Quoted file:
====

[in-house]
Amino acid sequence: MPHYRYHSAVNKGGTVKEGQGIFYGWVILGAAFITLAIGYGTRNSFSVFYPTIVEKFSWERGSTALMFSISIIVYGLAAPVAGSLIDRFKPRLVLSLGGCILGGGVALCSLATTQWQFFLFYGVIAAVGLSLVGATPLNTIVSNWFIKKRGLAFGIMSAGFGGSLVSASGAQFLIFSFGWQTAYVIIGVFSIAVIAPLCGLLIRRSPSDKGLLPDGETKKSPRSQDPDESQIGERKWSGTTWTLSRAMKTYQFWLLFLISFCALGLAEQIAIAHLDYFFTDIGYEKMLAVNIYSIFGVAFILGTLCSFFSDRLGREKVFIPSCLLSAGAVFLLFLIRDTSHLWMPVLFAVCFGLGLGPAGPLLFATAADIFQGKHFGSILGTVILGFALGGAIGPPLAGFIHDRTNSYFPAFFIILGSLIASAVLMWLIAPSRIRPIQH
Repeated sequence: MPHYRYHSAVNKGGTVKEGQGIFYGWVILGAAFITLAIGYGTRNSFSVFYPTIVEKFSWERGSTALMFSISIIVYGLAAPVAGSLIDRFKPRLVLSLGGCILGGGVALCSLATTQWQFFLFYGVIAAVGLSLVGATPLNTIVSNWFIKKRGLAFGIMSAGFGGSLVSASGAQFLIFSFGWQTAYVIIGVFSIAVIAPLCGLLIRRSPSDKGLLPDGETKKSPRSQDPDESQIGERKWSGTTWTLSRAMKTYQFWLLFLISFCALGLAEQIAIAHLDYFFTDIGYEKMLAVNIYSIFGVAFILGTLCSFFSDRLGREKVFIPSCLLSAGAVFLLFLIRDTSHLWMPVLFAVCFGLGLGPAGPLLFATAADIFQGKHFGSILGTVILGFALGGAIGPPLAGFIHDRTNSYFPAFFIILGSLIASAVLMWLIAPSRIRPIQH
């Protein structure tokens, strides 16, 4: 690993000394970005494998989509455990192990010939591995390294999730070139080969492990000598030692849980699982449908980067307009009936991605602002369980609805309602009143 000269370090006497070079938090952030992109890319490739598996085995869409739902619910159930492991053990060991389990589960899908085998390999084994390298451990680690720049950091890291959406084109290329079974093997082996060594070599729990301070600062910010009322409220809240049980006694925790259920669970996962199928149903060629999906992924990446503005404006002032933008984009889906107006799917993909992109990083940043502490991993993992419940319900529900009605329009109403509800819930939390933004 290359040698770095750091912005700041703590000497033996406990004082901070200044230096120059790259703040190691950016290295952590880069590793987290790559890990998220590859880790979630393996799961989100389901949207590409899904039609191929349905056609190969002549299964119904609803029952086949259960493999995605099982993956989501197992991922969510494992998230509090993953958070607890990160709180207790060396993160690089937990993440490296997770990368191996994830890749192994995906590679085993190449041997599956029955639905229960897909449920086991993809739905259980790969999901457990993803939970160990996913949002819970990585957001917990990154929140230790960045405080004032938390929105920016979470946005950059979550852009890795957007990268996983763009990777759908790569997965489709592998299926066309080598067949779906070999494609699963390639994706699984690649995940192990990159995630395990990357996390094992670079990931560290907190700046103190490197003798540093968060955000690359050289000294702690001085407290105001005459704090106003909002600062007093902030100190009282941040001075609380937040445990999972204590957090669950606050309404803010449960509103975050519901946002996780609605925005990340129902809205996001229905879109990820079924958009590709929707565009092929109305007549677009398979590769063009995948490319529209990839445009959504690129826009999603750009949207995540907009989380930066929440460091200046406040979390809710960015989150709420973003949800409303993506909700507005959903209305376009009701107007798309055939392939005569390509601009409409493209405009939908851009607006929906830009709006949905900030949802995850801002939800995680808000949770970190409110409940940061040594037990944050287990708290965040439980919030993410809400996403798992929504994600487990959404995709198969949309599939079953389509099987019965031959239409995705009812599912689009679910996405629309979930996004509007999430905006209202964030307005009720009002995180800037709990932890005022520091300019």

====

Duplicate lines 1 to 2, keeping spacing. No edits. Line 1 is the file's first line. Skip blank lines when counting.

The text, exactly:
[in-house]
Amino acid sequence: MPHYRYHSAVNKGGTVKEGQGIFYGWVILGAAFITLAIGYGTRNSFSVFYPTIVEKFSWERGSTALMFSISIIVYGLAAPVAGSLIDRFKPRLVLSLGGCILGGGVALCSLATTQWQFFLFYGVIAAVGLSLVGATPLNTIVSNWFIKKRGLAFGIMSAGFGGSLVSASGAQFLIFSFGWQTAYVIIGVFSIAVIAPLCGLLIRRSPSDKGLLPDGETKKSPRSQDPDESQIGERKWSGTTWTLSRAMKTYQFWLLFLISFCALGLAEQIAIAHLDYFFTDIGYEKMLAVNIYSIFGVAFILGTLCSFFSDRLGREKVFIPSCLLSAGAVFLLFLIRDTSHLWMPVLFAVCFGLGLGPAGPLLFATAADIFQGKHFGSILGTVILGFALGGAIGPPLAGFIHDRTNSYFPAFFIILGSLIASAVLMWLIAPSRIRPIQH